For inauguration, security is high and temperature is low


WASHINGTON - Helicopters buzzed the skies. Law enforcement officers stood on the roofs of federal buildings, including the White House, watching the crowds through binoculars. Police officers brought in from as far away as Chicago stood shoulder to shoulder along the parade route. The wait at security checkpoints was up to 90 minutes long.

Welcome to the 55th inauguration. Please remove your shoes at the door.

It seemed a small miracle that anyone attended the swearing-in or parade at all. Anyone trying to get within eyesight of the parade route was subject to a pat-down and metal detector test. Some Metro stations were closed. About 100 downtown blocks were closed to vehicular traffic. And Amtrak halted service to Union Station - near the swearing-in site - at 9 a.m. because a train came off its rails.

Don't forget the weather. Chilly, blustery conditions made wind tunnels out of Washington's grand boulevards.

"If you're going to come out in this cold weather and snow, you're either really supportive or really angry," said Greg Bart, 39, a lieutenant commander in the Navy who counted himself in the supportive camp. "It's cold, it's wet and it's crowded, but it's a bit of American history."

Bart and his wife, Rosa, who live in Washington, got their tickets from a friend of a friend who works in a congressional office. Many said they had tangential connections that hooked them up with their bit of history. They were intent on seizing the opportunity no matter the obstacle, or temperature.

Rick Byrd, his wife and two daughters drove 12 hours through the night from Birmingham, Ala., to attend their first inauguration. At 2 p.m. they found a perch at the corner of Fourth and Pennsylvania - ground zero for the protesters - and tried to decipher the anti-Bush chants that echoed around them.

"NOT OUR PRESIDENT! NO MORE WAR!" went a typical one. At this, Byrd muttered, "We voted. You lost. Get over it."

Parade delayed

Thousands lined Pennsylvania Avenue in advance of the parade yesterday morning. Risers were set up along much of the route, and two layers of fences separated the crowd from the street. Children climbed trees for a better view, while adults climbed transformers and telephone boxes.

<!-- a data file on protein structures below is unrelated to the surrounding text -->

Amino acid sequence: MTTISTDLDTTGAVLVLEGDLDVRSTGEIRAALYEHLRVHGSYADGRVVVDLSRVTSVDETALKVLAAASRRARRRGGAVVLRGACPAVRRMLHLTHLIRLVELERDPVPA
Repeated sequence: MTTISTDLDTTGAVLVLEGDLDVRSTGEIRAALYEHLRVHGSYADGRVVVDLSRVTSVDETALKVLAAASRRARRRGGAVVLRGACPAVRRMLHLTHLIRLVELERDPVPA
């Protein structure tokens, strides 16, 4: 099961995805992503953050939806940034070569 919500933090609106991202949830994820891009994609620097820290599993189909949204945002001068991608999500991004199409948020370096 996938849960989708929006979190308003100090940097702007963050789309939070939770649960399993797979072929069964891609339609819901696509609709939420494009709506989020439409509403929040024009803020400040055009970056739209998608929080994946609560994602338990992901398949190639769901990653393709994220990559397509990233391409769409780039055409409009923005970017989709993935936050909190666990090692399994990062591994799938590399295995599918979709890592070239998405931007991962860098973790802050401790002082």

The wait for the parade was a long one. It was scheduled for 2 p.m. but didn't start until shortly after 3. In the meantime, kids built snowmen and threw snowballs at each other. Then they threw snowballs at trees. There wasn't much else to do.

Those who sought refuge in the National Gallery of Art were turned away. Little was open, save for a Starbucks near the parade route, where the wait for a hot beverage was 10 minutes or more. Others got plenty hot just arguing with each other.

"So we need to attack Syria next and Iran after that and kill 80 percent of the people in those countries?" protester Asheesh Misra, 30, of Washington asked a group of Bush supporters from Ohio, as a small crowd watched. "This country has never attacked countries that haven't attacked us. Iraq never attacked us."

Brandon Hinds, 22, chairman of the College Republicans of Ohio State University-Newark, shot back, "This country is safer than it's ever been before, thanks to Bush."

The inaugural brought into close proximity two groups that have mostly kept their distance since the election - those who fervently support Bush and those who don't. Some called Bush the best president since Lincoln. Others held signs with a grainy photo of Bush and the message: "Worst President Ever."

One woman walking by one of those signs said, "Be ashamed. Absolutely be ashamed." Another man shouted, "Maybe one day you'll grow a brain."

The clashes - which seemed mostly peaceful - provided almost as much spectacle as the parade. Carla Theilig, 16, on a high school trip from Houston, said, "I like seeing all the protesters everywhere. We don't have those back in Texas so much."

When the parade finally did begin and the president's motorcade slowly rolled down Pennsylvania Avenue, dozens of people could be seen raising their cell phones and digital cameras in the air to capture the image, a kind of salute for the technology age.

The vice president came next, Secret Service agents walking alongside his limo, their fingers touching the door handles.

'A little overkill'

"I saw the vice president," said Henry Slootmaker, 44, a credit union CEO from Bloomingdale, N.J. He enjoyed the show but said the hassle of getting there was unnecessary. "The security has been a bit too much, actually. I think it was a little overkill."

Marylanders participating in the parade included Lisa Kakavas of Parkville, a member of the Mason-Dixon Rescue Dog Association. She marched in the first division with her 5-year-old German shepherd, Cleo. She and Cleo were in the Bel Air Fourth of July parade last year, but it was nothing compared with this.

"This is a little bit bigger for us," she said before the parade. "We feel the enormity of being able to participate."

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